A New Vision Through Music
Mark Erelli has been a professional musician for the past twenty-three years. He’s always used songwriting to express himself. Since being diagnosed with retinitis pigmentosa, he’s needed music more than ever.
47-year-old singer, songwriter, and producer Mark Erelli lives in the Boston suburb Melrose, Massachusetts, with his wife, Polly, and two sons.
Mark first became interested in music in junior high school and continued through college, where he started writing his own songs and taught himself how to play guitar while majoring in biology. Mark pursued both science and music for a while, but after earning his master’s degree in evolutionary biology, he knew he’d always regret not trying to follow his musical dreams. Twenty-three years later, Mark’s now a full-time folk musician that plays guitar, mandolin, drums, and harmonica.
One night in the summer of 2020, Mark was performing on stage when he looked down in the middle of a song and couldn’t see where his fingers were on the neck of his guitar. A few weeks later, Mark was coming home from visiting a friend, and as he drove through a short tunnel realized that he couldn’t see the other end—everything just went black. After both of these unsettling and terrifying experiences, Mark went to his optometrist in September 2020, thinking he probably just needed glasses. His optometrist told Mark he did need glasses, but his retinal imaging was also troubling. After a full day of testing with a retina specialist at Mass Eye and Ear in mid-October of 2020, he was diagnosed with retinitis pigmentosa (RP). Mark also received genetic testing, and during his genetic counseling, he recalls feeling thrilled.
“I was excited to speak with a genetic counselor and learn about my particular mutation,” says Mark. “I think she was a little shocked because most people don’t react so positively, but many gene therapies are being developed, and knowing my exact genetic issue makes it easier to find a solution. I’m hopeful that now I might one day be able to participate in a future treatment.”
Being diagnosed with RP during the height of COVID felt isolating for Mark. Without easy access to his usual community of friends and family, it was a unique time to get a life-changing diagnosis. But because he also wasn’t working and traveling, with live performances being halted and slowed down from the pandemic, Mark was better able to process and cope with his diagnosis with fewer distractions.
After taking some time for himself, Mark felt there was no sense in hiding his diagnosis from his fans, so he wrote an email newsletter sharing his news. He was shocked by how many people responded with their similar stories and journeys with disabilities.
“Being honest with my audience has opened me up to this wellspring of support and now seems to have given others the courage to open up too,” says Mark. “I’m newly diagnosed and still getting used to referring to myself as having a disability. Hearing what other people are struggling with made me feel a lot less alone. You don’t really know what others are grappling with day-to-day, so I always have to remind myself to be patient with others if I want them to be patient with me.”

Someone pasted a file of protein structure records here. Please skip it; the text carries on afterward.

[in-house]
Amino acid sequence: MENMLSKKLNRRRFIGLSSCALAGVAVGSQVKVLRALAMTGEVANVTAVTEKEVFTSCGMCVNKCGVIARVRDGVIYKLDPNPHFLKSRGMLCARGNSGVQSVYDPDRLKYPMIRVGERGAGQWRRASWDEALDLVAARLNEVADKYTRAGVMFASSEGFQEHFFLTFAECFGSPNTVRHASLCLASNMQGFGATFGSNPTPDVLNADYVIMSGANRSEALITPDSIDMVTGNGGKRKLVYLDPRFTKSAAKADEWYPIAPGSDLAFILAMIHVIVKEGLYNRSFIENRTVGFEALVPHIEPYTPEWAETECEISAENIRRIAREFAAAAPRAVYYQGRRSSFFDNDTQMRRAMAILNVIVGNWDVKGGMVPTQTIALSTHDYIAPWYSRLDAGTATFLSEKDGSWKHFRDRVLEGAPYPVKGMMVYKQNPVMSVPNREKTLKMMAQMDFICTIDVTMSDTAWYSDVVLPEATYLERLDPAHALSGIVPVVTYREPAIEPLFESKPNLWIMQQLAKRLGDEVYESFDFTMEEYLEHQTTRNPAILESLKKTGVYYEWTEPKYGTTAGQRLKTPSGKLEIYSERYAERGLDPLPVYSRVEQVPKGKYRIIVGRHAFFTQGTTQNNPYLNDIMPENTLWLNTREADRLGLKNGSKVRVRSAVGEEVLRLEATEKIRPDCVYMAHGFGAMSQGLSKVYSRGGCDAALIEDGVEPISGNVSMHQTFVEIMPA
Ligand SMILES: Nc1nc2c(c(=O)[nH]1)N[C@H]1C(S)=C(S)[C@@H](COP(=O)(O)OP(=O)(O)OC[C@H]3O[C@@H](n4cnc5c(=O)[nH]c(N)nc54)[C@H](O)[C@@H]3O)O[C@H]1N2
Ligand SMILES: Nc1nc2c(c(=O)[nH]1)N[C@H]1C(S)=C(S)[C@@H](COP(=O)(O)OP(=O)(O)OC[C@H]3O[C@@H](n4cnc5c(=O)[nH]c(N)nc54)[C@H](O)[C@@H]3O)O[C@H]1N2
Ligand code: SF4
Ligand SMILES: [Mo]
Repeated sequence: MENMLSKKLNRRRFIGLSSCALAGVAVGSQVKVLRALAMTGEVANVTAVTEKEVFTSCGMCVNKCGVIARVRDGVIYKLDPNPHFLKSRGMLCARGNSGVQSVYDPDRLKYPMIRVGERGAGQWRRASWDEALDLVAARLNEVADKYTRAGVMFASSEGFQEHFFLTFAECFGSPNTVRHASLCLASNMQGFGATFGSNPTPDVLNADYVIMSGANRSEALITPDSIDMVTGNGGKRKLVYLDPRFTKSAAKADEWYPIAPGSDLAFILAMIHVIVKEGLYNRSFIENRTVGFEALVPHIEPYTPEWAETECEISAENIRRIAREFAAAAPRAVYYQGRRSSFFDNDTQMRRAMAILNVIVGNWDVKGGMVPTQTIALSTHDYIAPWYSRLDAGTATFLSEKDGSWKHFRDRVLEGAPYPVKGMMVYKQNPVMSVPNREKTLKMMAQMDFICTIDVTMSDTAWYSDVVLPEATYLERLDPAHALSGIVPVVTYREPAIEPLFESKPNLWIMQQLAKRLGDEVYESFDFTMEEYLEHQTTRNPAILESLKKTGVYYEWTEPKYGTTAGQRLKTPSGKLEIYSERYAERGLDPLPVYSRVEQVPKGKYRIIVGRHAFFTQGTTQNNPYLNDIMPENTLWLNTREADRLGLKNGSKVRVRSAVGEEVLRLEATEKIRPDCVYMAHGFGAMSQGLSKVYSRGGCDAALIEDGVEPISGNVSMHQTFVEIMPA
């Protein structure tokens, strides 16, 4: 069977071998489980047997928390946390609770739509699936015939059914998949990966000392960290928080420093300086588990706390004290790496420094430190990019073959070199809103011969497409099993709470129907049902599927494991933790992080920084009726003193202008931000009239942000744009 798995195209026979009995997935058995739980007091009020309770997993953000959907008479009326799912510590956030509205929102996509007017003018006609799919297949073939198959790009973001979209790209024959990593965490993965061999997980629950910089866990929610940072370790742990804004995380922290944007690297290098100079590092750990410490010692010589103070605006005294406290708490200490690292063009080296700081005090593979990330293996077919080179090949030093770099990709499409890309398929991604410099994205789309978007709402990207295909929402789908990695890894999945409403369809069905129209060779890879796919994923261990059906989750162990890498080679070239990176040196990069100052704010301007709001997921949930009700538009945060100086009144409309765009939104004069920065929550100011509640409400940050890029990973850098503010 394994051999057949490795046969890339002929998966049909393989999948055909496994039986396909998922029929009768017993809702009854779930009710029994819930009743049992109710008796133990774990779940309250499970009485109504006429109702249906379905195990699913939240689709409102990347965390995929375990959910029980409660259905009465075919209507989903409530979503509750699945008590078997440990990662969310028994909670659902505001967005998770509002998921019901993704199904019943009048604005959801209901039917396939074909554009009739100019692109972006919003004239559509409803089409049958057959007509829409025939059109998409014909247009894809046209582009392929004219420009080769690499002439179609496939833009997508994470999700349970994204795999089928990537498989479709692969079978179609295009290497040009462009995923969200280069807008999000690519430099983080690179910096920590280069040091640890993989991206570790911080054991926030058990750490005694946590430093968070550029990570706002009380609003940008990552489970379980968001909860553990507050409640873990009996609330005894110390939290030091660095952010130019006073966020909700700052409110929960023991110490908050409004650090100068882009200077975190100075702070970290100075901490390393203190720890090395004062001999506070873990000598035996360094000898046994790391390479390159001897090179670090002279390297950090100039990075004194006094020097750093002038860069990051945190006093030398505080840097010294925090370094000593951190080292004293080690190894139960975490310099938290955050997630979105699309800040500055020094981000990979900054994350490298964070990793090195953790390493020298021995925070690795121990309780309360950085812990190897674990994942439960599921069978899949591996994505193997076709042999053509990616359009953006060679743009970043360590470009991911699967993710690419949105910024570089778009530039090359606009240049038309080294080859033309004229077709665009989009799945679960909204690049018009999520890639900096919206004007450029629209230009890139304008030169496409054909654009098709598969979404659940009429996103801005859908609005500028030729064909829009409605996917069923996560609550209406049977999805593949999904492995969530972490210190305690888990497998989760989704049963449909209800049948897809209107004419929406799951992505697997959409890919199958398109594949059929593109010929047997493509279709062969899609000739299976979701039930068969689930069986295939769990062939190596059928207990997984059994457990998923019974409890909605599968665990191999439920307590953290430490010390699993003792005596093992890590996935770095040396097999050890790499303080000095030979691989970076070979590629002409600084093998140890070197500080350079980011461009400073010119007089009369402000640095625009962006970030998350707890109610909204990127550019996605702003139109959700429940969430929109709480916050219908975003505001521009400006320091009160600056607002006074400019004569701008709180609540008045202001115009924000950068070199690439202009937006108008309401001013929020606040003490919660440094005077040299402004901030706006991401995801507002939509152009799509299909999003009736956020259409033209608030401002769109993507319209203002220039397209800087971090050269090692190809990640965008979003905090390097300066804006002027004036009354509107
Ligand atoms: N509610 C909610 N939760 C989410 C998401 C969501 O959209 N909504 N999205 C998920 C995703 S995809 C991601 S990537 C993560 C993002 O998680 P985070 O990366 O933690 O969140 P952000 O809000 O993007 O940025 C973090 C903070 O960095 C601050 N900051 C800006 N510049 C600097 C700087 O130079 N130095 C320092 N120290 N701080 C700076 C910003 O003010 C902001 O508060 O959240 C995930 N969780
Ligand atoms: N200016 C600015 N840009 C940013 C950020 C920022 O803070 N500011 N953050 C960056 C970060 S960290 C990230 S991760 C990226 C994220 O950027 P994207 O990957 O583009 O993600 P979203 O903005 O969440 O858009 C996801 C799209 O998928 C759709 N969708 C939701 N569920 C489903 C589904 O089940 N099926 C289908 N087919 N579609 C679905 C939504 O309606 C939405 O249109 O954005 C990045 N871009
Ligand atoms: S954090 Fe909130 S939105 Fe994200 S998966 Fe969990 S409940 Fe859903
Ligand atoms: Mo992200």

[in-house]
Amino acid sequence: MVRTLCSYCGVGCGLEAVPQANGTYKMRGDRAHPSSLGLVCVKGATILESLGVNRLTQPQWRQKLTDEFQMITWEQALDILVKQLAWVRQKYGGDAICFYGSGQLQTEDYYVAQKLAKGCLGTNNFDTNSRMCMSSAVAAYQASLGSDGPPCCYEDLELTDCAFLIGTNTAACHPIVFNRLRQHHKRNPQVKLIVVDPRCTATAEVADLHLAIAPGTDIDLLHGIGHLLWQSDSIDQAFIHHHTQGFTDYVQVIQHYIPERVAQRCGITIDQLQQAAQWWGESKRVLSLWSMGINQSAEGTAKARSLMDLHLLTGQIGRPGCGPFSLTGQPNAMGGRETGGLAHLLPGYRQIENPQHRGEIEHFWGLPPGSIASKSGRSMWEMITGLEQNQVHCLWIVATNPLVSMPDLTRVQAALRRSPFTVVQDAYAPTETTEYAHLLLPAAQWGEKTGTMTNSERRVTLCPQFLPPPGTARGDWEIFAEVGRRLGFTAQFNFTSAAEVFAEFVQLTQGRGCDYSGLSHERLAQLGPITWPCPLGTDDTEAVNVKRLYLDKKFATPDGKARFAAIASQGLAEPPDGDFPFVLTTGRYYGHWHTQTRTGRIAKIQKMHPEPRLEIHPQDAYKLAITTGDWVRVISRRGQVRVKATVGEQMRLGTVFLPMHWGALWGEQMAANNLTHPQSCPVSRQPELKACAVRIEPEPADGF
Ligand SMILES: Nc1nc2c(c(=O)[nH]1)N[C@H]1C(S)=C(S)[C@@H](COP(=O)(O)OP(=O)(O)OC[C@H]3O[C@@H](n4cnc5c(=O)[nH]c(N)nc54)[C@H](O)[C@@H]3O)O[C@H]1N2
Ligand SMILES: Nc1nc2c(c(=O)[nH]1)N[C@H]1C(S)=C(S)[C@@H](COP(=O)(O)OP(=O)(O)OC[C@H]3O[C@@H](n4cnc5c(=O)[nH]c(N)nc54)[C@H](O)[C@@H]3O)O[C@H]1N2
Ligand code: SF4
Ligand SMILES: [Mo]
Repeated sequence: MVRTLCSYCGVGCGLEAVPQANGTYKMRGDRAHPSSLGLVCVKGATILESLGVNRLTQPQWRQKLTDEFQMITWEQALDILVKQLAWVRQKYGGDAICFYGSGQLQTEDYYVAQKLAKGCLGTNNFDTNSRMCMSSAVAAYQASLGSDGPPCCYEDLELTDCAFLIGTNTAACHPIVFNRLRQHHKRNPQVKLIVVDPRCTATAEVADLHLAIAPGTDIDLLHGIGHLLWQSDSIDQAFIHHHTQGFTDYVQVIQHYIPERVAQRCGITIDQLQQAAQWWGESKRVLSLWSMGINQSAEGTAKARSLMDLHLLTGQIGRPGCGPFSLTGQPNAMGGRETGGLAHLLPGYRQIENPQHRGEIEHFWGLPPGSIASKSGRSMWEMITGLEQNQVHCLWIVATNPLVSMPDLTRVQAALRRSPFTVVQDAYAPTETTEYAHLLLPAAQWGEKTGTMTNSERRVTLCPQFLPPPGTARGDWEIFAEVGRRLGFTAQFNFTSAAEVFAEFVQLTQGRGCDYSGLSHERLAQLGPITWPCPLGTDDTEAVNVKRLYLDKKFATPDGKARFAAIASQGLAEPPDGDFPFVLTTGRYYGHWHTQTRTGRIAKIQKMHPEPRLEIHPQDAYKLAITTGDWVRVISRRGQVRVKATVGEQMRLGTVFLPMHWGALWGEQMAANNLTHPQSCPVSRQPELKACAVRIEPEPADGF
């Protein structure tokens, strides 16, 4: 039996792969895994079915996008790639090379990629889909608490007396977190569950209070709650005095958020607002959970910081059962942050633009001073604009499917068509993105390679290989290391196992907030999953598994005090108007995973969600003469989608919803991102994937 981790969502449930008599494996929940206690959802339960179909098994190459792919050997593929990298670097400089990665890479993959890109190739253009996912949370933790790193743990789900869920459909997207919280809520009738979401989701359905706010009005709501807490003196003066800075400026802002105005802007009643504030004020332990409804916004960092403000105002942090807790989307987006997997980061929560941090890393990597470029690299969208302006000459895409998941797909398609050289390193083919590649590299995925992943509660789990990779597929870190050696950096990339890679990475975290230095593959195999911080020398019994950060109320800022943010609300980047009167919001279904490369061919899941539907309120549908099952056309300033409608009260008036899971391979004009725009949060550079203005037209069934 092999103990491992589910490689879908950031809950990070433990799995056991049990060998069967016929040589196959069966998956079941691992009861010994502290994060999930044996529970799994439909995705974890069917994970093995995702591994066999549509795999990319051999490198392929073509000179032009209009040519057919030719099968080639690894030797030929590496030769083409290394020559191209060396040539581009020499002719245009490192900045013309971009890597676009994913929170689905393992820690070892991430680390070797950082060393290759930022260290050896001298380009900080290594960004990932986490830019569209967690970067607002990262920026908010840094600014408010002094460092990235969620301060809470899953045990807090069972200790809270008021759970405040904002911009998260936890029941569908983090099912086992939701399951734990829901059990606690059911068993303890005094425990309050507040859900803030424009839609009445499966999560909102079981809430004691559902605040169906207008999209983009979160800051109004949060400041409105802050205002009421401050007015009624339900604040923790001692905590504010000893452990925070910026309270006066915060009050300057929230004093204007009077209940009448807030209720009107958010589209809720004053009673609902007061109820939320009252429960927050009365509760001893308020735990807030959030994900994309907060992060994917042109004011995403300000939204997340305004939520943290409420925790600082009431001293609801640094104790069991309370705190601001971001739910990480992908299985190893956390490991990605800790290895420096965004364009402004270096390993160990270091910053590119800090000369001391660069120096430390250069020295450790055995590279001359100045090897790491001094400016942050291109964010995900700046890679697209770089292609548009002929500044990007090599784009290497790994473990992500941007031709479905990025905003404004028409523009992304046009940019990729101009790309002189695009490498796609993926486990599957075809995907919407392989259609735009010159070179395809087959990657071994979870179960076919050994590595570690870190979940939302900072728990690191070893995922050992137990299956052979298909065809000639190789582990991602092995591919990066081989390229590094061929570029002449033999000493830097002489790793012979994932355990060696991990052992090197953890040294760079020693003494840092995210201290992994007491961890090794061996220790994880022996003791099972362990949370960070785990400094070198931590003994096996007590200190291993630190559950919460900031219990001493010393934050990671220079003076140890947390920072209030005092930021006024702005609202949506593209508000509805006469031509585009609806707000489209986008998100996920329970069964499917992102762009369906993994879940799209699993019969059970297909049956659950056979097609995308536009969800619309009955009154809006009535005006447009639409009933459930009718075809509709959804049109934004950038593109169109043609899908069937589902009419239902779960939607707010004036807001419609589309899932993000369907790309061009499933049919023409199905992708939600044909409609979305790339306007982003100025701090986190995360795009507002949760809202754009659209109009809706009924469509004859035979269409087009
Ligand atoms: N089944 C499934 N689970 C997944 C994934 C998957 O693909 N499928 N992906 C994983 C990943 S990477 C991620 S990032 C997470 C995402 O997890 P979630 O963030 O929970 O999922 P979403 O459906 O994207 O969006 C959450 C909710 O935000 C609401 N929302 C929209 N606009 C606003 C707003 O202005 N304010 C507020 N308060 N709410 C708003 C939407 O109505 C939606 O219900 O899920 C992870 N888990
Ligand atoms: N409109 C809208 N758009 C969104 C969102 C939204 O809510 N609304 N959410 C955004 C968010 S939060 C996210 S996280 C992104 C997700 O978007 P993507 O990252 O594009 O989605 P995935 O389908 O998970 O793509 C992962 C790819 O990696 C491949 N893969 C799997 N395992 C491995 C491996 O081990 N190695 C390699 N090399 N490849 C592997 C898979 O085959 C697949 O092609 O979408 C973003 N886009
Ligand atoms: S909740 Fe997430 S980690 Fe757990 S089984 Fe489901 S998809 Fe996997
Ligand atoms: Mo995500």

One of Mark’s best-known songs is “By Degrees,” which was written before his diagnosis and begins with the lyrics, “When I take a look around me, sometimes I wish I was blind.” Mark says that hits him so differently now, and he suspects his audience feels it too.
Another way Mark found a sense of community and hope was by connecting with the Foundation Fighting Blindness. Mark first found out about the Foundation through the My Retina Track Registry after his genetic testing. He then learned about the Foundation’s livestream music series, Music to Our Eyes, featuring Grace Potter, having no idea that she too had vision loss.
“As a songwriter, you need your powers of observation, compassion, and empathy to write songs that connect with people,” says Mark. “This whole experience has deepened and strengthened my sense of compassion for others. And now I don’t take anything for granted.”
Mark has a new album coming out in early 2023 called Lay Your Darkness Down, which was written largely right before and following his diagnosis with RP. His 14th solo album, this project is unique since it was all recorded in his home studio. The word “blind” or “blindness” doesn’t appear anywhere on the album, but his experience with RP has infused the entire album. A song called “Up Against the Night” was actually written in 2018, but once diagnosed, the song’s meaning changed and turned out to be a perfect fit for what he’s been going through.
“This album started as a way to distract myself from my diagnosis,” says Mark. “But it also was a way to prove to myself that even though I was losing agency in some areas of my life, I still have enough creative agency that I can record and make music on my own.”
In October 2022, the Foundation’s Music to Our Eyes livestream will feature Mark Erelli. To listen to Mark’s music, visit: www.markerelli.com